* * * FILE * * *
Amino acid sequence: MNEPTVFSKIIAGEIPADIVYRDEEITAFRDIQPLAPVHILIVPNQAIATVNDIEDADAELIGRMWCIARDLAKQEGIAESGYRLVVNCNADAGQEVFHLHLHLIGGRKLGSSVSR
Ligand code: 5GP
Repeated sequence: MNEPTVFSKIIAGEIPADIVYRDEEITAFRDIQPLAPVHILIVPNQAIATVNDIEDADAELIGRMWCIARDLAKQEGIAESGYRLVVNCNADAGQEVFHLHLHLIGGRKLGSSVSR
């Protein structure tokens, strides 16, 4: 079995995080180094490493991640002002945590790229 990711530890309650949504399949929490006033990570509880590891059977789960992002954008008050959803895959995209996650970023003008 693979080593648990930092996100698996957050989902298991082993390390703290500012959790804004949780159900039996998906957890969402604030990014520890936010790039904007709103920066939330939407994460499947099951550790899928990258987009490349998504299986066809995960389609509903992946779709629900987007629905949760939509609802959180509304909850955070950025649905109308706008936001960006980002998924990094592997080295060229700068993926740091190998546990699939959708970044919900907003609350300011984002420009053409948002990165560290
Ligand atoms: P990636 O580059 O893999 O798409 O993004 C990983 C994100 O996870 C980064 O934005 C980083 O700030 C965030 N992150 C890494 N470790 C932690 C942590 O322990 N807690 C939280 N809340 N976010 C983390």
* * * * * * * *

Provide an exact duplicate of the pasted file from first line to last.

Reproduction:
Amino acid sequence: MNEPTVFSKIIAGEIPADIVYRDEEITAFRDIQPLAPVHILIVPNQAIATVNDIEDADAELIGRMWCIARDLAKQEGIAESGYRLVVNCNADAGQEVFHLHLHLIGGRKLGSSVSR
Ligand code: 5GP
Repeated sequence: MNEPTVFSKIIAGEIPADIVYRDEEITAFRDIQPLAPVHILIVPNQAIATVNDIEDADAELIGRMWCIARDLAKQEGIAESGYRLVVNCNADAGQEVFHLHLHLIGGRKLGSSVSR
């Protein structure tokens, strides 16, 4: 079995995080180094490493991640002002945590790229 990711530890309650949504399949929490006033990570509880590891059977789960992002954008008050959803895959995209996650970023003008 693979080593648990930092996100698996957050989902298991082993390390703290500012959790804004949780159900039996998906957890969402604030990014520890936010790039904007709103920066939330939407994460499947099951550790899928990258987009490349998504299986066809995960389609509903992946779709629900987007629905949760939509609802959180509304909850955070950025649905109308706008936001960006980002998924990094592997080295060229700068993926740091190998546990699939959708970044919900907003609350300011984002420009053409948002990165560290
Ligand atoms: P990636 O580059 O893999 O798409 O993004 C990983 C994100 O996870 C980064 O934005 C980083 O700030 C965030 N992150 C890494 N470790 C932690 C942590 O322990 N807690 C939280 N809340 N976010 C983390």